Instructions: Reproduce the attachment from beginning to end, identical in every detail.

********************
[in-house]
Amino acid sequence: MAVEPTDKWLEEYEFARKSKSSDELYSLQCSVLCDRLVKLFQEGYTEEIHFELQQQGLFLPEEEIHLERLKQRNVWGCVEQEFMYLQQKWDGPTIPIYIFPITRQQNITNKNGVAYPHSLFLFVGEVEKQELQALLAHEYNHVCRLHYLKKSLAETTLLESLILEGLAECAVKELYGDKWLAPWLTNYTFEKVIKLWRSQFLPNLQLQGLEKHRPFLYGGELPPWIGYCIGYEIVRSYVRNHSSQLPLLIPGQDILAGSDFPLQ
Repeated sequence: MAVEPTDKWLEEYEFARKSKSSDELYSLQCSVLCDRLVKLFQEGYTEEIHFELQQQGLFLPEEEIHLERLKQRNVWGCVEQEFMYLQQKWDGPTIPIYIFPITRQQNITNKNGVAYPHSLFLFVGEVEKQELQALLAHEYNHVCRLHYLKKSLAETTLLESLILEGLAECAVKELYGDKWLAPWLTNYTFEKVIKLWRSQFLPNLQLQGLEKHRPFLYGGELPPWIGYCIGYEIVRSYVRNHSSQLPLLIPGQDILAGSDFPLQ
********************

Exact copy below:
[in-house]
Amino acid sequence: MAVEPTDKWLEEYEFARKSKSSDELYSLQCSVLCDRLVKLFQEGYTEEIHFELQQQGLFLPEEEIHLERLKQRNVWGCVEQEFMYLQQKWDGPTIPIYIFPITRQQNITNKNGVAYPHSLFLFVGEVEKQELQALLAHEYNHVCRLHYLKKSLAETTLLESLILEGLAECAVKELYGDKWLAPWLTNYTFEKVIKLWRSQFLPNLQLQGLEKHRPFLYGGELPPWIGYCIGYEIVRSYVRNHSSQLPLLIPGQDILAGSDFPLQ
Repeated sequence: MAVEPTDKWLEEYEFARKSKSSDELYSLQCSVLCDRLVKLFQEGYTEEIHFELQQQGLFLPEEEIHLERLKQRNVWGCVEQEFMYLQQKWDGPTIPIYIFPITRQQNITNKNGVAYPHSLFLFVGEVEKQELQALLAHEYNHVCRLHYLKKSLAETTLLESLILEGLAECAVKELYGDKWLAPWLTNYTFEKVIKLWRSQFLPNLQLQGLEKHRPFLYGGELPPWIGYCIGYEIVRSYVRNHSSQLPLLIPGQDILAGSDFPLQ